On the bright side it wasn’t the first and it won’t be the last trip of the season. We’ve already done 3 overnights since April, covering 25 miles of the trail and in doing so checked one state off the list and a nice chunk of another! Also we are taking my family (my little brother is visiting with his boys from L.A.) to car camp and do the Pine Knob Loop for the fourth of July weekend next weekend, then taking my son “Jiffy Pop” to do section 4 of NY (we skipped it to save it for him) two weeks later. Another few weeks later we will be in Harpers Ferry and also southern WV for a wedding and will try and complete the 6 miles of that state with him.

Hosner Mountain vista

Hosner Mountain vista

We’re already talking about doing an overnight starting at RPH after work on a friday night, and then hiking out this section the next day on one of the weekends in between in July. We have a 3-day 2-nighter planned to finish sections 8 and 9 with friends and make it to Bear Mountain NY in mid-October. And race and Everett in the Berkshires of Massachusetts in September – though we could switch that to section 7 of NY if time is more constricted then and get back to Massachusetts next season. My goal by the end of this season is to have covered all the trail from the Mass line across the Hudson to the top of Bear Mtn NY. We did the trail from the Inn to the top of Bear a few years ago already, and the awesome and steep Major Welch trail. We did Connecticut northbound but are doing New York southbound. Simply because of its proximity to our home.



Also on the bright side, it was a beautiful hike – even with the rain, and THAT is why we are out there at all. Lots of lovely ridge walking, great views of the Hudson river valley, the Shawangunks and the Catskills beyond, and even picturesque views of Interstate 84 and the Taconic State parkway! This land, known as the Fishkill plains, was 85,000 acres of formerly native American land that was traded to the English and Dutch in 1685 as part of the “Rombout Patent.”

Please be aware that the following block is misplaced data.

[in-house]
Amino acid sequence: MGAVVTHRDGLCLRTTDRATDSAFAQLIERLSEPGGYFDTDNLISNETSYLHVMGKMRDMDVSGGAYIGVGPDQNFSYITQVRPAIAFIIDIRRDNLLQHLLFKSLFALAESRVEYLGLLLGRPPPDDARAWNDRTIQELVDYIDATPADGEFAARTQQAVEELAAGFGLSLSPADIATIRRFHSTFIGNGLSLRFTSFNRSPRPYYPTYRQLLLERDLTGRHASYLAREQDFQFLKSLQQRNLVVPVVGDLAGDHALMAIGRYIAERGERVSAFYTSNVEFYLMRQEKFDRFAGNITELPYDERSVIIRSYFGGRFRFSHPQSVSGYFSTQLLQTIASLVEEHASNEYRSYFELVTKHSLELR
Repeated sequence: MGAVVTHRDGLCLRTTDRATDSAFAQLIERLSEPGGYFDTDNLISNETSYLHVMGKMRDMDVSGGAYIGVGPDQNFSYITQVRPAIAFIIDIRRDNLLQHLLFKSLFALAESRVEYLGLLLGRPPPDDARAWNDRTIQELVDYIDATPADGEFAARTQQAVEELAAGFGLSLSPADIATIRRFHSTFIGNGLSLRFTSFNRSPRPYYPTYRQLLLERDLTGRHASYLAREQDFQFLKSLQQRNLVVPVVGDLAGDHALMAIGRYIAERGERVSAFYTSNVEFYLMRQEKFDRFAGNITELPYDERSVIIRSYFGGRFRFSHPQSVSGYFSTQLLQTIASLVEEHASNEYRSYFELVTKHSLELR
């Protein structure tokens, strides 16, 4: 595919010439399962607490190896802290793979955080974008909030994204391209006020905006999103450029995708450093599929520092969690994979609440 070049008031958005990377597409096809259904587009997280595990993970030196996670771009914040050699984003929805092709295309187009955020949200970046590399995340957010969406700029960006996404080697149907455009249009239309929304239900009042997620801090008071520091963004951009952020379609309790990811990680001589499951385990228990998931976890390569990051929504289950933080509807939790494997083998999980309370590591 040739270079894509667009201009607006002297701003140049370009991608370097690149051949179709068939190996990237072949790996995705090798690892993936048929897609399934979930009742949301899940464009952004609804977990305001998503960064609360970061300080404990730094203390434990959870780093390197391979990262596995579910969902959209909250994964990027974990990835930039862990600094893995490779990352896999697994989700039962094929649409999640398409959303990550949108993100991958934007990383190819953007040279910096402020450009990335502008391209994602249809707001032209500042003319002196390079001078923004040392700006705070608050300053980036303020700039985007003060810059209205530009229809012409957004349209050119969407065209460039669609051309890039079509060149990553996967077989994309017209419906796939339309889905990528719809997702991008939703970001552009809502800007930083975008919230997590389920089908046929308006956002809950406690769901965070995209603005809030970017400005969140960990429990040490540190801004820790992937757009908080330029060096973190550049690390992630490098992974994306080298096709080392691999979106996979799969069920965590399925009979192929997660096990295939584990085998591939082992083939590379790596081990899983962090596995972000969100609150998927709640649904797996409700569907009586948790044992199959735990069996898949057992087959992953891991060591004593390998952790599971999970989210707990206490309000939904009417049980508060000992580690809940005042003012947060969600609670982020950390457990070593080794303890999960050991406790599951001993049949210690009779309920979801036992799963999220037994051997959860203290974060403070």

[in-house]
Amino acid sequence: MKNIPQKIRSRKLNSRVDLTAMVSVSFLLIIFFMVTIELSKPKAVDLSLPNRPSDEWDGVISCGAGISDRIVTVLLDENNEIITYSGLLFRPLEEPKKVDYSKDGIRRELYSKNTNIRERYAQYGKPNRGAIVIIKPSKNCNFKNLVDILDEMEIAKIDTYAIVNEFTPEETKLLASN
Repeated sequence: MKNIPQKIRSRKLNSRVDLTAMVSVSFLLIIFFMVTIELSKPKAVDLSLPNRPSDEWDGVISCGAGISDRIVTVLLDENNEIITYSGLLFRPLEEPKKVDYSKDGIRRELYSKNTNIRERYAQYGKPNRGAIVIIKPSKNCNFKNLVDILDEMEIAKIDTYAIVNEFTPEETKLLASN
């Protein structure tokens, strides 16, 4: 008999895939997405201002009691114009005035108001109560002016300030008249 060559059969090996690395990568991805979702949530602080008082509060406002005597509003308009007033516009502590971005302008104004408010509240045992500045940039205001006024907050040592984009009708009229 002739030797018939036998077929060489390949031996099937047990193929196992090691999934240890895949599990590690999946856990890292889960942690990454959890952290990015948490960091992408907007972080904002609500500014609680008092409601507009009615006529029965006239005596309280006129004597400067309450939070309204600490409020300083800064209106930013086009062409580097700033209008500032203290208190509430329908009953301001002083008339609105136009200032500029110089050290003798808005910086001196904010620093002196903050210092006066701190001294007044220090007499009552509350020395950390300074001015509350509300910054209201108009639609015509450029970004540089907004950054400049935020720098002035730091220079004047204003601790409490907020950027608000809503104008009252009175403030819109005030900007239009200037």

Also, the trail maintainer, “Elvis Trailsley,” does a fantastic job of trail maintenance. There were many lovely corridors of placed stone and log benches, many cairns where we and other hikers are clearly enjoying adding stones to, and many small blazes on rocks in mid-trail so there’s no risk of ever losing your way.

Trail magic from Loggman! Tap the rockies!

Trail magic from Loggman! Tap the rockies!

He had an interesting sign on Stormville about the divide and water flow, and one at the creek by Hosner mountain road warning hikers of the danger of not treating the water there due to the farm upstream. We love seeing the different personalities of the maintainers of the different sections, and this man does a fine job! Thank you.

We saw and tasted our first wild blackberries of the season, and tromped through some beautiful fern gullies and hemlock groves. And got very excited for doing this next section knowing how special RPH is. Heck, we dont even need to bring our full packs if we did it that way! We could load up our car with trail magic and treat everyone that night if we wanted to then just leave our sleeping gear in the car and day hike that section. We will see! We’ve wanted to return the trail magic for a while.

Signn at RPH shelter (section 6)

Distance sign at RPH, not far to Bear Mtn bridge!

I’m going to appease myself that I’m not hiking today by taking this opportunity to go to REI’s 4th of July sale and get some outdoor gear retail therapy! Need some more fuel and mountain house anyway. And, I get to spend more time with my kids today. We will have lots of guests on our hike blog next weekend. Until next week, happy trails!

— Linus